They apparently left their summer breeding grounds on 25 September – it’s not clear whether this is typical or not (but it was about the same date last year). But the journey is long and arduous (over 2500 miles, with several stopovers). These rest stops obviously are important for recuperating as well as feeding up for the rest of the trip.

    So the arrival date at their preferred winter roost is probably more a function of the weather and winds encountered en-route than “changing climate” per se. Note also that some individuals choose to winter elsewhere (and that some may prefer to prolong their journey if they encounter mild weather enroute).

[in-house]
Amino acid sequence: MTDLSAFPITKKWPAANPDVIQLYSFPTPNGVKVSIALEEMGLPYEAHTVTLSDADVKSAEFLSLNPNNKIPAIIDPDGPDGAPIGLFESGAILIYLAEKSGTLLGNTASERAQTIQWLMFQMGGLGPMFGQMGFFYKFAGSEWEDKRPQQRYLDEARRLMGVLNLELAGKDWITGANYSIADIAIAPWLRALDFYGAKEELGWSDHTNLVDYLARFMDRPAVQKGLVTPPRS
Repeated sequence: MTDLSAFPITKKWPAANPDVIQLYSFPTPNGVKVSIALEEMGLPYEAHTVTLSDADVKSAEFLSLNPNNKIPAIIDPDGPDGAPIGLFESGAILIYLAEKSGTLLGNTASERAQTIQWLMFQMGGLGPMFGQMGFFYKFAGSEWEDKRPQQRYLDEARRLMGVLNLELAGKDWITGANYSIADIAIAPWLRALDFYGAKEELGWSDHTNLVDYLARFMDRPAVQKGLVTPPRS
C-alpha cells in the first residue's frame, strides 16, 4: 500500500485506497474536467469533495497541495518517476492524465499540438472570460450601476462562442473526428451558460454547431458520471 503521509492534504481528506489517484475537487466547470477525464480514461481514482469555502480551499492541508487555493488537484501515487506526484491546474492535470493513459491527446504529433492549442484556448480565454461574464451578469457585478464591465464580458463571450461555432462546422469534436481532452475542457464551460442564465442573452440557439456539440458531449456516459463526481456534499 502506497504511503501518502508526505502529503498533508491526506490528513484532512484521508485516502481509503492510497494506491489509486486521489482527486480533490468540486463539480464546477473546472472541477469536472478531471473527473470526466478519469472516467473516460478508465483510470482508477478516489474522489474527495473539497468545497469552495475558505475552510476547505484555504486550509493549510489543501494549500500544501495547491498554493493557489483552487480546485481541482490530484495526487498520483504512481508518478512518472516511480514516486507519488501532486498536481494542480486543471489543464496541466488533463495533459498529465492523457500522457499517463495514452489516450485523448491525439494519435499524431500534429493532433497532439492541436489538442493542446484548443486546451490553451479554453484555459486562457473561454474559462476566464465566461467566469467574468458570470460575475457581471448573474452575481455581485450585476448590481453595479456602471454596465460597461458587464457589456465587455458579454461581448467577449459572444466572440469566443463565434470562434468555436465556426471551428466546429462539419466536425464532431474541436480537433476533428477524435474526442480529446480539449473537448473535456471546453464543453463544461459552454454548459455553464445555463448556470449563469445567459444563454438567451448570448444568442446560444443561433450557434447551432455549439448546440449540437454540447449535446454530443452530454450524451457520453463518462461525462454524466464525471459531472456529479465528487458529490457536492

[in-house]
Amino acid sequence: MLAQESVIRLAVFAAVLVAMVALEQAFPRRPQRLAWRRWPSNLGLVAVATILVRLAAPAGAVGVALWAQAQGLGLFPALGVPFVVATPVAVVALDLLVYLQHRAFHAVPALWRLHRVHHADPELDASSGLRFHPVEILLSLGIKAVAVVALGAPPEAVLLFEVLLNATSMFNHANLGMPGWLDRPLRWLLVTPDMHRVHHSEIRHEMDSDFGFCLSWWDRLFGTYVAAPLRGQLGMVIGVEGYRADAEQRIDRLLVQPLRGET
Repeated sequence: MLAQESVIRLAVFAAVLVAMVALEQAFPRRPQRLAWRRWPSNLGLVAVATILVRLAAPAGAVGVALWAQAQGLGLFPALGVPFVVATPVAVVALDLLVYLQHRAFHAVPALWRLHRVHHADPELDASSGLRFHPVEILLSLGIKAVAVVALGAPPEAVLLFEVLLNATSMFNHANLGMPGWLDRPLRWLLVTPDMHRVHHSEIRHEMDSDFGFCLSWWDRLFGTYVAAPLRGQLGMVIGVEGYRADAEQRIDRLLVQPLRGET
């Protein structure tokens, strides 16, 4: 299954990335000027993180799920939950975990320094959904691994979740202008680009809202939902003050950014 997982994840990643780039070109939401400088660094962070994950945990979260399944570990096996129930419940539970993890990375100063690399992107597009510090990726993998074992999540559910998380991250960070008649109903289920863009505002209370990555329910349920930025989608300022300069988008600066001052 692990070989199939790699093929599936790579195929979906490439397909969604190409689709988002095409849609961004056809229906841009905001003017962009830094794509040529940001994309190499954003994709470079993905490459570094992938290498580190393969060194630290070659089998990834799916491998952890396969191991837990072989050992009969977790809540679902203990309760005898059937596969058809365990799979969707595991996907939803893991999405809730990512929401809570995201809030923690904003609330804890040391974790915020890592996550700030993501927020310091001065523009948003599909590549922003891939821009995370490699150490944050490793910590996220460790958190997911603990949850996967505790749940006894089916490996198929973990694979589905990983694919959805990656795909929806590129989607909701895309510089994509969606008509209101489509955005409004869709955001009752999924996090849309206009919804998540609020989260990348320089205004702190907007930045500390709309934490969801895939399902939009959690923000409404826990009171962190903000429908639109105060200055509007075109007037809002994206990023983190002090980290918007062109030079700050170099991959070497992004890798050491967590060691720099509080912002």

But it would appear that the founders of the website have been observing and keeping records for the past 50 years (also including at other sites now, apparently). So if anyone were interested, I am certain they could provide the data.

    Whether migration dates and numbers are reasonable proxies for climate is another question. It would of course be interesting to see the changes in dates (also for the return to Siberia) as well as the numbers of individuals (young and old) each year.

    I’m wondering whether the actual catalyst for the swans’ journey is something other than the “climate” of the season per se. Perhaps the first cold snap sends them on their way south and west for the winter. Or perhaps it’s a function of daylight. Or maybe a combination of parameters, including wind & rain…